Nathan Rittenhouse: Let me throw one more at you here. I'm going into a dangerous water here, but I'd love to hear what you think. I was trying to think, are there examples of truly liberal or secular societies that aren't post-Christian?

Cameron McAllister: Interesting.

Nathan Rittenhouse: So do you necessarily have to have a Judeo-Christian idea as the foundation of your society in order to allow for the proliferation of ideas that are different than yours? Or are there other ideologies that really do a good job of allowing other people to live in their area who disagree with them? And so people say, "Oh, we'll look at Europe." Well, yeah, that's my point.

Cameron McAllister: Right. Yep. Yep. And I think that's fair.

Nathan Rittenhouse: Do you necessarily have to have Christianity and the model of Christ as a way of treating other people and other ideas in order to...And then that kind of dilutes itself into a broadly more secular...But it almost seems like there's a foundational element, in issue here, that you sort of have to have that?

Cameron McAllister: I think so. Since you’re asking and since thoughts are free, yes, I do think that seems to be the case. Now, I would not say necessarily that America, the United States, is an explicitly Christian nation.

Nathan Rittenhouse: No. And I'm not making that as a statement.

Cameron McAllister: And I don't think that you're making that statement.

Nathan Rittenhouse: I'm saying but a ideological assumption there, that even if you look at Noah Webster's description of the formation of America and talking about the tolerance of America is going to be the thing that rockets us to, surpass the glory of ancient empires. He talks about the sacred lives of the other person. And so he's talking about toleration, but the toleration is based off of the sanctity of life. I mean, that doesn't come out of thin air.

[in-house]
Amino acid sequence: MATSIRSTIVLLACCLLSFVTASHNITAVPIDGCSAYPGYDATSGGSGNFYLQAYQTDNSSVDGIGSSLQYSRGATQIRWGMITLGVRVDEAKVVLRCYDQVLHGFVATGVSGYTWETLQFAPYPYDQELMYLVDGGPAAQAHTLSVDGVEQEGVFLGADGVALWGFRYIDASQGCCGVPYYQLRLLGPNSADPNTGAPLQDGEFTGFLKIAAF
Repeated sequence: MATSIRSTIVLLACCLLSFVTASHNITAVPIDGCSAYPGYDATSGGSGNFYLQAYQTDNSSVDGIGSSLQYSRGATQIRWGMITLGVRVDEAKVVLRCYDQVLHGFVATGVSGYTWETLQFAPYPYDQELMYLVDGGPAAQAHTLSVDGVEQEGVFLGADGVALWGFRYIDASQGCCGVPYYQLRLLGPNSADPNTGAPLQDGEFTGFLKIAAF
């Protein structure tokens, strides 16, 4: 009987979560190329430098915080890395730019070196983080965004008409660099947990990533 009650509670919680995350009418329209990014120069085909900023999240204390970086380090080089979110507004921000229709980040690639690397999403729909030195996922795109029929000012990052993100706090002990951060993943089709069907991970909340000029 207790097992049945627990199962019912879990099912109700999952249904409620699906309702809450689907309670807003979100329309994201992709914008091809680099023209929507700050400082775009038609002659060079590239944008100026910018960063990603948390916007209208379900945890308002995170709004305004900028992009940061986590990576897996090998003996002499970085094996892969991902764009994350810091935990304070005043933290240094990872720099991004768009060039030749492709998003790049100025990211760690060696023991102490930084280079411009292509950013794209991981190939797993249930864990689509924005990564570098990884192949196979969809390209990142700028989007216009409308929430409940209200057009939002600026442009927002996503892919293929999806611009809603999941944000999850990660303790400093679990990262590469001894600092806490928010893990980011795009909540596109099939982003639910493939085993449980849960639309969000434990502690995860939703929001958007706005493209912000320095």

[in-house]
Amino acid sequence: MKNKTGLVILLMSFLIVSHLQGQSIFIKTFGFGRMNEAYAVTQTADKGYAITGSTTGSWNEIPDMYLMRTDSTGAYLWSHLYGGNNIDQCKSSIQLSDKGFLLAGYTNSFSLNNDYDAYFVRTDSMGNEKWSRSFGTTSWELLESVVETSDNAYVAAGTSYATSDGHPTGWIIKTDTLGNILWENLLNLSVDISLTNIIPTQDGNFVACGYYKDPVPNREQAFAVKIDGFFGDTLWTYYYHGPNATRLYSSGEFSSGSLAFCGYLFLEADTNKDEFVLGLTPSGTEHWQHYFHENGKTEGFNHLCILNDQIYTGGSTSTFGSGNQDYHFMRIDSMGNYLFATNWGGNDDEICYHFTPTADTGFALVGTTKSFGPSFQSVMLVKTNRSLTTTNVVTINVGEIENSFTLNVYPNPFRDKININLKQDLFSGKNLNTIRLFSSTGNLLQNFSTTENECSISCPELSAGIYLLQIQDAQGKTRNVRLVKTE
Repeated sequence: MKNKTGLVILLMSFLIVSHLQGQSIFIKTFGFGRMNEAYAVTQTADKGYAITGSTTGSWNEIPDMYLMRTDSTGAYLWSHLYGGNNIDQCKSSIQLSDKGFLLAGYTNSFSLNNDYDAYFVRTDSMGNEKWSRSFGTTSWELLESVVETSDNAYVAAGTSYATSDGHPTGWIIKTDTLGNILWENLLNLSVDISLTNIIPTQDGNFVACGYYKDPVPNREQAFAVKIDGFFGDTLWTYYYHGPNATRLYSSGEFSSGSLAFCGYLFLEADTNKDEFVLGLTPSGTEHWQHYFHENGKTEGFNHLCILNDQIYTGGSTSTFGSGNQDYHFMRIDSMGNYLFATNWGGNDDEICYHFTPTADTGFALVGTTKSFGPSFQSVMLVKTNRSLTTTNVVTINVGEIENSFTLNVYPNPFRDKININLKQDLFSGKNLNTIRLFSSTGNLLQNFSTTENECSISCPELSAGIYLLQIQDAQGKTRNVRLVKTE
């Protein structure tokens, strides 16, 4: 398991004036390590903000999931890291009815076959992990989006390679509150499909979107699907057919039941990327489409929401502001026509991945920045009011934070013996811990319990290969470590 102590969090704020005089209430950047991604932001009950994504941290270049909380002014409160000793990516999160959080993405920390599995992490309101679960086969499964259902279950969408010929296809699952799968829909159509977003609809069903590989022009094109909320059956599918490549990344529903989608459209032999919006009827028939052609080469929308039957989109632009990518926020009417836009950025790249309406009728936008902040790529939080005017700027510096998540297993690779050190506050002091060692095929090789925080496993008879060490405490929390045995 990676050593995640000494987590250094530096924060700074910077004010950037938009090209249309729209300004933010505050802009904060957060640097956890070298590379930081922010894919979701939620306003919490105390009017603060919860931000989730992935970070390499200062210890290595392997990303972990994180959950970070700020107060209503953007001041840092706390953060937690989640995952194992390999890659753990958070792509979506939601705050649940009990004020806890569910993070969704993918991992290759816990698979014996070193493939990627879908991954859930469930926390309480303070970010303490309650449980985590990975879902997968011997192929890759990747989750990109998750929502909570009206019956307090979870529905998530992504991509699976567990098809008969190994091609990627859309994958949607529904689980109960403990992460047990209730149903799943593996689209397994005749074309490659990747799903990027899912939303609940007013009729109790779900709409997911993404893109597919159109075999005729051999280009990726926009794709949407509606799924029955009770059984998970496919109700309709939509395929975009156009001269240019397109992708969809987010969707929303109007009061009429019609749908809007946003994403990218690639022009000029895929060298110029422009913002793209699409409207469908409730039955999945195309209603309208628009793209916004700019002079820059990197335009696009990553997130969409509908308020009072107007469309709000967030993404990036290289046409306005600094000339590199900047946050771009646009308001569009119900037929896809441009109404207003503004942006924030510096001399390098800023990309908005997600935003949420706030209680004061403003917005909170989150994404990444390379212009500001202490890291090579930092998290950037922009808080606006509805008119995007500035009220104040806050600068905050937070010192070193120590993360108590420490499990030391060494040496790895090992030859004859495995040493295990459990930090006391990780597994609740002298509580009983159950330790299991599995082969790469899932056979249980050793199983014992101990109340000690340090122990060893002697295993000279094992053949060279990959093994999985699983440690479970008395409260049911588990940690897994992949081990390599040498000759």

Cameron McAllister: No, it does. And the United States may not be a Christian nation explicitly. I'm not-

Nathan Rittenhouse: Or borrowed heavily from this.

Cameron McAllister: Oh, the legacy is huge. I mean the influence of Christianity is massive in the United States. So much so that we have every person is endowed with certain inalienable rights. Now-

Nathan Rittenhouse: That's not obvious.

Cameron McAllister: Yes, that is not at all obvious. Any honest secularists, by the way, who specializes in human rights will tell you that. They'll say-

Nathan Rittenhouse: John Grays and others.

Cameron McAllister: Yes. Simply, there is nothing self-evident about the equal worth and value of every human being, the intrinsic worth. We have, in fact, we have a very, very hard time establishing that in any kind of metaphysical sense. So I don't see examples, and of course Europe, we're treading into deep waters here and we can just skip it before the wheels turns. Europe was formally, a pretty prime example of Christendom, but a lot has changed since the Enlightenment obviously.

But I think the bigger question now would be, it's a great question, is there an inherently, just a totally secular nation that can honor that kind of diversity, that has that capaciousness? I think the answer is no. I could be wrong, but I think the answer is no. But now the question is, is the United States heading in some sort of direction like that? We are growing increasingly post-Christian, I think, in the sense in which we are forgetting our Christian heritage. That seems to be happening to me.

More and more people are unfamiliar with the Bible. This true in our churches as well as outside of our churches. Biblical illiteracy is rampant. Even 50 years ago, I think you found a lot higher levels of biblical literacy. To the point a hundred years ago, seasoned skeptics would still have respect for a lot of scripture and know it quite well. That is not the case now.